Review by Frank Plowright
Of all the large anthologies DC have issued to celebrate 75 years of a character this must have been the most difficult selection to compile. Not only has Batman appeared in a minimum of two monthly titles throughout that period, his stories have been previously anthologised more than any other character. Let’s note immediately that compromises have been made. The most famous Batman story of the past fifty years, The Dark Knight Returns, is too long, so in order that Frank Miller is represented there’s a ten page short he drew a couple of years earlier. It’s anonymous, standard Batman sentimentality at Christmas. Only three of 23 stories didn’t originate in either Batman or Detective Comics, but that means creators who laboured on the character without generally being recognised are present. Strips drawn by Jim Aparo, Rick Burchett, and Graham Nolan sit alongside more predictable content from Neal Adams, Marshall Rogers and Alex Toth, who between them drew relatively few Batman stories. However, without their landmarks, and several others would the book be truly representative?
There are surprises. It’s nice to see Alan Davis and Michael Golden art, again neither having worked on the character very much, and the story chosen to represent the 1960s new look is John Broome’s tidy detective mystery not too often reprinted elsewhere. Some impressively elegant Carmine Infantino art (sample left) still looks good.
Remastering ensures the 1930s and 1940s material looks fresh and clear. Purists may not like the vibrancy, but as with all advanced technology the relevant question is if the creators of the time would have used it if they’d had access. These stories introduce Batman, Alfred Pennysworth and an idea too close to Superman with inquisitive journalist Vicki Vale. All the stories from the 1940s and 1950s have dated, their terse and trivial charms evaporating ever further with time. Catwoman as queen of the jungle is the best of them with some sprightly Dick Sprang art. Don’t get your hopes up for the telling of how Batman and Superman first teamed up.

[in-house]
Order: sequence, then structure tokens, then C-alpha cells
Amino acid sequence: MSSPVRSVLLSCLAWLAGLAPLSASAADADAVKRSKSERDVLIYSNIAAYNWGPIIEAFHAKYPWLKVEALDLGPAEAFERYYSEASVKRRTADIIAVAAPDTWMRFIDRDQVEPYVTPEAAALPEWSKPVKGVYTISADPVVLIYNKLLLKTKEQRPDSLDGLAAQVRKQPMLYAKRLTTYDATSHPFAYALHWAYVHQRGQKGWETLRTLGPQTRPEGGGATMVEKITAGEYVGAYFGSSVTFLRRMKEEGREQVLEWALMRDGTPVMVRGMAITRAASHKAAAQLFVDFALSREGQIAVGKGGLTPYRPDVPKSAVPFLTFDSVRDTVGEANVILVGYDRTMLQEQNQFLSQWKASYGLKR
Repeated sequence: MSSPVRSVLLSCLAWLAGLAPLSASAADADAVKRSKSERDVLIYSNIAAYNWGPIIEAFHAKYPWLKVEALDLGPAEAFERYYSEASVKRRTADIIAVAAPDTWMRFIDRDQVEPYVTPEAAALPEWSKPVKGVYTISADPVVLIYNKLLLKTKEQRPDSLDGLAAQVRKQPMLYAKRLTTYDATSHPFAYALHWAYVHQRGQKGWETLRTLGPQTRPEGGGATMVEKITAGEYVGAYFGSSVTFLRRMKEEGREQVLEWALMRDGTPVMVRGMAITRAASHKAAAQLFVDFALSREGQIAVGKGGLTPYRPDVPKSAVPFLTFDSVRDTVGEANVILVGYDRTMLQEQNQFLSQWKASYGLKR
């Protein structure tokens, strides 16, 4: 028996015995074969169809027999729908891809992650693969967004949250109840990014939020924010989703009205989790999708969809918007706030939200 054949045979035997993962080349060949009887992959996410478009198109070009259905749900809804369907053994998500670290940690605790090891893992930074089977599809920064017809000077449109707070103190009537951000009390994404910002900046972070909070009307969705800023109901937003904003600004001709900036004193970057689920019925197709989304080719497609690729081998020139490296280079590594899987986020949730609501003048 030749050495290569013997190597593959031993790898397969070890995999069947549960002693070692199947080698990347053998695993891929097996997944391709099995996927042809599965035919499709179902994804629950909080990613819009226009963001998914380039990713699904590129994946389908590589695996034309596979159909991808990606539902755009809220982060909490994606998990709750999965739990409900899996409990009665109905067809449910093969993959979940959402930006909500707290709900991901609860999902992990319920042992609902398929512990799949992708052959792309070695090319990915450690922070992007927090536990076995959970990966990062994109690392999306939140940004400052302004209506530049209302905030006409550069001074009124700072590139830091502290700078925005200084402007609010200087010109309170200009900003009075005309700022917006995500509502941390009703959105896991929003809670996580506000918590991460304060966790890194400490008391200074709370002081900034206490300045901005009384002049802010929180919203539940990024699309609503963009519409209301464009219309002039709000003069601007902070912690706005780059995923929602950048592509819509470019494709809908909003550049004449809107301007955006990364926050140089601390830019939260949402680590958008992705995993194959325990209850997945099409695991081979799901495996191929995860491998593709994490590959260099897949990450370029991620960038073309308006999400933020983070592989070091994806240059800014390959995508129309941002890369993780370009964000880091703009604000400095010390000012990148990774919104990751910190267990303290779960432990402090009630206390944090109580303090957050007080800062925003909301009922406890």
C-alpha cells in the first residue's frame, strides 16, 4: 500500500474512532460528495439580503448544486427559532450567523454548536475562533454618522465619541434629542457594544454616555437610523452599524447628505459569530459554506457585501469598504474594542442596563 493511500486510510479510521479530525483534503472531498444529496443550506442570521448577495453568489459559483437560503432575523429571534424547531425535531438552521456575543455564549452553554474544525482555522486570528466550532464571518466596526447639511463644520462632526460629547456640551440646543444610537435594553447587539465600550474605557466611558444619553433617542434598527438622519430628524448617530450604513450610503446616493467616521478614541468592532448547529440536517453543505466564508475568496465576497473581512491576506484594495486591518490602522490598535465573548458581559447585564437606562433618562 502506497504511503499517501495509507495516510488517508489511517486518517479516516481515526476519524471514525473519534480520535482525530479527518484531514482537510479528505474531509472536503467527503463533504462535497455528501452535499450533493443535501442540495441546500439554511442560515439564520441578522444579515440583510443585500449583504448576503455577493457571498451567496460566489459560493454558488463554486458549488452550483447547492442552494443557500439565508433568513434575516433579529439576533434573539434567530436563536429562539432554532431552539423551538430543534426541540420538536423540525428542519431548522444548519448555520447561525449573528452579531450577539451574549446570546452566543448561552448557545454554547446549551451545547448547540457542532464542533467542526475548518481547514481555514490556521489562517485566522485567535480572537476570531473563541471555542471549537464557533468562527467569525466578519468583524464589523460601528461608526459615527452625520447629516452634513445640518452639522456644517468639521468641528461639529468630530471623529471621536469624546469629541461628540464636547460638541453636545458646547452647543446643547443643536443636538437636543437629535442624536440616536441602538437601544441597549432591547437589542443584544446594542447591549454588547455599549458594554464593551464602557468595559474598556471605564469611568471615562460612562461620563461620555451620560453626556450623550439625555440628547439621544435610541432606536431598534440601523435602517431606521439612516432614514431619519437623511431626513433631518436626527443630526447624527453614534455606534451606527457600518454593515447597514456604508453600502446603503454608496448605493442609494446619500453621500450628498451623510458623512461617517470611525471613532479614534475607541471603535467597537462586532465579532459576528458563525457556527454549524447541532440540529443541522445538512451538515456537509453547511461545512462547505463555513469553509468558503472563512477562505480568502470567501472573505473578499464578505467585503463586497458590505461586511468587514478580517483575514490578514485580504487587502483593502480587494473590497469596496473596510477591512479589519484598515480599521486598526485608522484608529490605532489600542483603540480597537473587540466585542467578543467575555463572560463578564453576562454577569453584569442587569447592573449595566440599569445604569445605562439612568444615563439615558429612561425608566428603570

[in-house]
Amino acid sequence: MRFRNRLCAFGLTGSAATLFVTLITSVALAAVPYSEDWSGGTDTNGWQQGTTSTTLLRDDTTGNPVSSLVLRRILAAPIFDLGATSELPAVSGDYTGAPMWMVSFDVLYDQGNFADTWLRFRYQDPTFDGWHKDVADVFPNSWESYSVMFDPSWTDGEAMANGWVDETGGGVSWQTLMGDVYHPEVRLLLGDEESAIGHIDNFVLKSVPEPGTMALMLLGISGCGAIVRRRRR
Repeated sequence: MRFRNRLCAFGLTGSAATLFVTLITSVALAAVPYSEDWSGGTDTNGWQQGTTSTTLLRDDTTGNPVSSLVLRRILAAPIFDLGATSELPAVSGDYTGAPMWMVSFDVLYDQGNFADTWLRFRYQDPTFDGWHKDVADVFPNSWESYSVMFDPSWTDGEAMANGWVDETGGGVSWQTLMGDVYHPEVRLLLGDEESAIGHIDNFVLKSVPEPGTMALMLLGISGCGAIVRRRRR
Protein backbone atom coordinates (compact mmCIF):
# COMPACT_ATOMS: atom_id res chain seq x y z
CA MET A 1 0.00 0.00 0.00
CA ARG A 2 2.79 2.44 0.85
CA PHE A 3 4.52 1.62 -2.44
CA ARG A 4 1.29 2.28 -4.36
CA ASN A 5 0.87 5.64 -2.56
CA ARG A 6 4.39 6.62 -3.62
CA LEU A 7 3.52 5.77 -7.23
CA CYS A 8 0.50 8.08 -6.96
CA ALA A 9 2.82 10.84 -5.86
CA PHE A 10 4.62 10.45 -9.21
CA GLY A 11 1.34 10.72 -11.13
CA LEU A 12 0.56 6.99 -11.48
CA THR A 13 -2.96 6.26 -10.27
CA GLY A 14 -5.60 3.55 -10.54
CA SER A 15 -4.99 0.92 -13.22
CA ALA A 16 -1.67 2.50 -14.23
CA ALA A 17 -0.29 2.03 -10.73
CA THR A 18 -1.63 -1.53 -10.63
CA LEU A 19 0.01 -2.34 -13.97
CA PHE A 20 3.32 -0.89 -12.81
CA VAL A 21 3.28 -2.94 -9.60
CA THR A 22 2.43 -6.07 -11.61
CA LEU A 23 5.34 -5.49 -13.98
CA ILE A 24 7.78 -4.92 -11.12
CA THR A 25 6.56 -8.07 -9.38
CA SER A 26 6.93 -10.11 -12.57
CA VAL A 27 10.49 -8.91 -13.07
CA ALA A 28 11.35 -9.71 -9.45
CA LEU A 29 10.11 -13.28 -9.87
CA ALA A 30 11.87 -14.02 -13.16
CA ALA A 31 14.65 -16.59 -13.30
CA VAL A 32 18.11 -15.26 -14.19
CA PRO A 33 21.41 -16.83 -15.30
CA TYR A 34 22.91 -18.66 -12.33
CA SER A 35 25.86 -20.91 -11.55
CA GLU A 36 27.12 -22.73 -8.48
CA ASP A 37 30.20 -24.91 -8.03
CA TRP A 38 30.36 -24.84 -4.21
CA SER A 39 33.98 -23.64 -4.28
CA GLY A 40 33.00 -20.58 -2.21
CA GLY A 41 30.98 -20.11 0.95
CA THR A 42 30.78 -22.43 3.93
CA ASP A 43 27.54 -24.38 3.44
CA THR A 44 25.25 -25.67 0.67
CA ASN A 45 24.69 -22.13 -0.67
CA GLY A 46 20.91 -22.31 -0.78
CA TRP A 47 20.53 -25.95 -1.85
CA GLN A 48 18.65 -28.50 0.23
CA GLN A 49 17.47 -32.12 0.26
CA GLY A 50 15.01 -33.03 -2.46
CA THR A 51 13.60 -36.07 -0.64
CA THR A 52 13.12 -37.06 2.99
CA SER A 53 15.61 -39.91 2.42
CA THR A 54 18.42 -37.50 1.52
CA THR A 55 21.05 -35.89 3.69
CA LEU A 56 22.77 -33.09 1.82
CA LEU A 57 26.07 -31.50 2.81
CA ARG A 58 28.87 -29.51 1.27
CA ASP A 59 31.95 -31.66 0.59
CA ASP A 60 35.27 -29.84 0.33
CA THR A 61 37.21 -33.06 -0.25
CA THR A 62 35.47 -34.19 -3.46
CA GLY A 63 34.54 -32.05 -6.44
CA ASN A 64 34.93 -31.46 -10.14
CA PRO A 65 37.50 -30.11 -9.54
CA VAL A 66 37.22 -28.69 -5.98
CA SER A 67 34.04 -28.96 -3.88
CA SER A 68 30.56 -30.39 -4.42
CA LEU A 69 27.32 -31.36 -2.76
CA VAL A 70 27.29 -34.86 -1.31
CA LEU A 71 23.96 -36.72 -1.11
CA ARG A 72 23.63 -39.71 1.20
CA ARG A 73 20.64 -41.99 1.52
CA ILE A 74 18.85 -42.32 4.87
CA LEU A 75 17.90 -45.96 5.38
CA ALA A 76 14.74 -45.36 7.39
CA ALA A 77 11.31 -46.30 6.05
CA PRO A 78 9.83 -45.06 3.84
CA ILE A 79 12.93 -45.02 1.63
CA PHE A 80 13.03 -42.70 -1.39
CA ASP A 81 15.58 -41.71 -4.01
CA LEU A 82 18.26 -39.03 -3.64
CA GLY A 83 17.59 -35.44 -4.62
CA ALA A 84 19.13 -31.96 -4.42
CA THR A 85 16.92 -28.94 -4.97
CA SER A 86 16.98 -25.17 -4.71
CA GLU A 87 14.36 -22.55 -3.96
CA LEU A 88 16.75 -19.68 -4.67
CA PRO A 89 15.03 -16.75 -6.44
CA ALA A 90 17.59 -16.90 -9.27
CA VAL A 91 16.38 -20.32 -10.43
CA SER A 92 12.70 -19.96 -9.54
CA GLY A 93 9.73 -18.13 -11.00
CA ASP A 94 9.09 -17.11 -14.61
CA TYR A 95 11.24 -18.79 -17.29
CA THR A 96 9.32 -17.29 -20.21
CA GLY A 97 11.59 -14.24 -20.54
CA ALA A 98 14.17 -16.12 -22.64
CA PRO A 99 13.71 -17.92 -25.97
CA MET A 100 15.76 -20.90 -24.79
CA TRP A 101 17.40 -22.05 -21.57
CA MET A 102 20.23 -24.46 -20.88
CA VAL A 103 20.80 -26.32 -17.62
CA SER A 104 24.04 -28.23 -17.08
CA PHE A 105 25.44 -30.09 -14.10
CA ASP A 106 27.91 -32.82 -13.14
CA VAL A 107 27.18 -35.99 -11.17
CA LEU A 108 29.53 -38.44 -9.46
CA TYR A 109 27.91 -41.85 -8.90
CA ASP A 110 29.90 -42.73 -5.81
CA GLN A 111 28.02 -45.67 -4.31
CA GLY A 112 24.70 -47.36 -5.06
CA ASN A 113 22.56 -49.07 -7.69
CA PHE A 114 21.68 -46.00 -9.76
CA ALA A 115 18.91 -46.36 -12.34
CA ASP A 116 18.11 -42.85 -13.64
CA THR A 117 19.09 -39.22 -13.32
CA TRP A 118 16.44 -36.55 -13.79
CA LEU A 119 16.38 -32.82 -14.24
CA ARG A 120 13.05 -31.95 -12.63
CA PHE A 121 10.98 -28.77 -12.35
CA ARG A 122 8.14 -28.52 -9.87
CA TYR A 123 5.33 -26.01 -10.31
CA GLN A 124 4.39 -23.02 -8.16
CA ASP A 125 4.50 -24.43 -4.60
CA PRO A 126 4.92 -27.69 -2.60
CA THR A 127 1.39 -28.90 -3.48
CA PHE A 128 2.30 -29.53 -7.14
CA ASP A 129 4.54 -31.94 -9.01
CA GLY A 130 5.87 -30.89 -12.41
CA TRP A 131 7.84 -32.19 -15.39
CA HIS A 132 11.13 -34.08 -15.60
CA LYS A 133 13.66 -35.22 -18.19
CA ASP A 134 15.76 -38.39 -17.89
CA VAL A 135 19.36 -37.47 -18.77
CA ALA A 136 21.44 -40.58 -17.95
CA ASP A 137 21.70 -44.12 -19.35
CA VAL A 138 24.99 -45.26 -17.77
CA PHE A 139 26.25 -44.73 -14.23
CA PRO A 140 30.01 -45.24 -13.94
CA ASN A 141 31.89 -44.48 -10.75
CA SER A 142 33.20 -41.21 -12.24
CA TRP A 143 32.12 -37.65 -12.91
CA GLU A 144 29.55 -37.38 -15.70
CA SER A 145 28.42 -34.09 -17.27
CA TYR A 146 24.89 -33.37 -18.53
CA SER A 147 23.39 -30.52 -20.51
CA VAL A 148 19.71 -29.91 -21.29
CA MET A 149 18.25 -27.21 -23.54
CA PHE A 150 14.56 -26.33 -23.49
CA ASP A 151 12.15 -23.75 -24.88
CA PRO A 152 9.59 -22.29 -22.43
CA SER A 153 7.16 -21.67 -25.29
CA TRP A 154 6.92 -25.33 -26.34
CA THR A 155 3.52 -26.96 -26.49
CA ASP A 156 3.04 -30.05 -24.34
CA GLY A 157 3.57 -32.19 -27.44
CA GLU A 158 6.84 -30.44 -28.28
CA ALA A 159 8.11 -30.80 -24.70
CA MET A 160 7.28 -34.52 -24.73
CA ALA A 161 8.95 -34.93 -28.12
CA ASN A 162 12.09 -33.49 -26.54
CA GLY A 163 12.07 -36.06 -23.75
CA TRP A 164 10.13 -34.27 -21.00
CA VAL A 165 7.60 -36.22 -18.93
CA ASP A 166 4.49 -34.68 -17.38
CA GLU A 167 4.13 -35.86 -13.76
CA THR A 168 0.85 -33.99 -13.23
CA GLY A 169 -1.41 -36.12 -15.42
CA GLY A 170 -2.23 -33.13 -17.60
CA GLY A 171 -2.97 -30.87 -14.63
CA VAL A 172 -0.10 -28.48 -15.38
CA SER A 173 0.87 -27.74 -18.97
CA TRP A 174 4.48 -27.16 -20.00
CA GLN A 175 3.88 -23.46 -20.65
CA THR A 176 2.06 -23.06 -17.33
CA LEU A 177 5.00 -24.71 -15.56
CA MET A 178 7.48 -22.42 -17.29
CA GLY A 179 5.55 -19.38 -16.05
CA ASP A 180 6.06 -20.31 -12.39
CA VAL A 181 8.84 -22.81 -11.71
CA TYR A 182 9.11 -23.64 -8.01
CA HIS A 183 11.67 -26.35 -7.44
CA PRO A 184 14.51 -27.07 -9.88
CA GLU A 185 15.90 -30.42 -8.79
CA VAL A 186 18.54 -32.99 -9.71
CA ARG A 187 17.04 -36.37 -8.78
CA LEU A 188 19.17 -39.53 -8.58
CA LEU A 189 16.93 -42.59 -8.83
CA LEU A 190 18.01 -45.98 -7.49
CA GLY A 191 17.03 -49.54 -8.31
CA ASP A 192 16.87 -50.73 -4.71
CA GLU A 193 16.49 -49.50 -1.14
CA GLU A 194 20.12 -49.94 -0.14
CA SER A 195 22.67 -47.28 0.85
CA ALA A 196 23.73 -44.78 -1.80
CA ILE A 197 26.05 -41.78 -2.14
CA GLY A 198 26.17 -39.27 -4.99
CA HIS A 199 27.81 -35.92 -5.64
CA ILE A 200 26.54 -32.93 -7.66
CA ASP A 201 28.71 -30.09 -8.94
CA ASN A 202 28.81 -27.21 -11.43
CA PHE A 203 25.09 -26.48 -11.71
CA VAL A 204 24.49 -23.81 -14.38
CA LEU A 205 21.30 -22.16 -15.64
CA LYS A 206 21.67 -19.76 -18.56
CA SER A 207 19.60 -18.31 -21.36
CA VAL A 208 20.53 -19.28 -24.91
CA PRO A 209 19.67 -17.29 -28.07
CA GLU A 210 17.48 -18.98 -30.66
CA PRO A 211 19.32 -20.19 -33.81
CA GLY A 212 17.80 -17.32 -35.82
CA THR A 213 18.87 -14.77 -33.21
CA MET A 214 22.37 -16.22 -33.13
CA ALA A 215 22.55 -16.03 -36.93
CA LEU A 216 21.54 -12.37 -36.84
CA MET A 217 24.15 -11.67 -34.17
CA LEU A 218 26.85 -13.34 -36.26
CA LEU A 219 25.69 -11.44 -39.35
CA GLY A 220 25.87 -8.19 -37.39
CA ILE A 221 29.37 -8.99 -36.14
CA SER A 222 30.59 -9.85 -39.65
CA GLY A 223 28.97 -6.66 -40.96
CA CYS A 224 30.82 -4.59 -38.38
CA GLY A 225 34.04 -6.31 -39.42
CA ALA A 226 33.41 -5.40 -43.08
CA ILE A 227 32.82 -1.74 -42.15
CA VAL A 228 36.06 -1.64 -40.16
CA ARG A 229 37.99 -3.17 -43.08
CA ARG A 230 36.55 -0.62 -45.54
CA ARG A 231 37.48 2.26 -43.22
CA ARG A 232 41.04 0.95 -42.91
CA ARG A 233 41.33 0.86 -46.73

The 1960s content covers the introductions of Poison Ivy and Batgirl, but it’s not until the 1970s material by Denny O’Neil that any thought is given to supplying Batman/Bruce Wayne with a personality greater than the needs of a particular story. Adams’ art helps, and his opening up the idea of page design for Batman is seen on following stories by Toth, Rogers and Golden, all excellent stylists. The writing overall improves from the 1990s, although Batman and his foes become notably more violent. Peter Milligan and Tom Mandrake supply a good mystery, there’s Doug Moench and Aparo having Bane break Batman, and Chuck Dixon and Burchett’s clever story has Bruce Wayne save the day without putting his costume on.
J. H. Williams III has his own Batman anthology, but his work looks good on Paul Dini’s weird story. Scott Snyder’s word count almost reaches 1980s totals, but his re-boot of Batman with Greg Capullo is well considered and looks great. The collection closes with a unique item, designer Chip Kidd combining Brad Meltzer’s dialogue from a reworking of an early Batman story with the original Bob Kane art. It’s a novelty, but a surprisingly engaging one.
Every single Batman fan could compile an alternative anthology with entirely different content that would read as well or better. Isn’t that testament to Batman’s enduring popularity and the variety of approaches his world sustains? This book isn’t for hard core fans, but for people who read an occasional graphic novel, and they ought to be happy with what’s presented.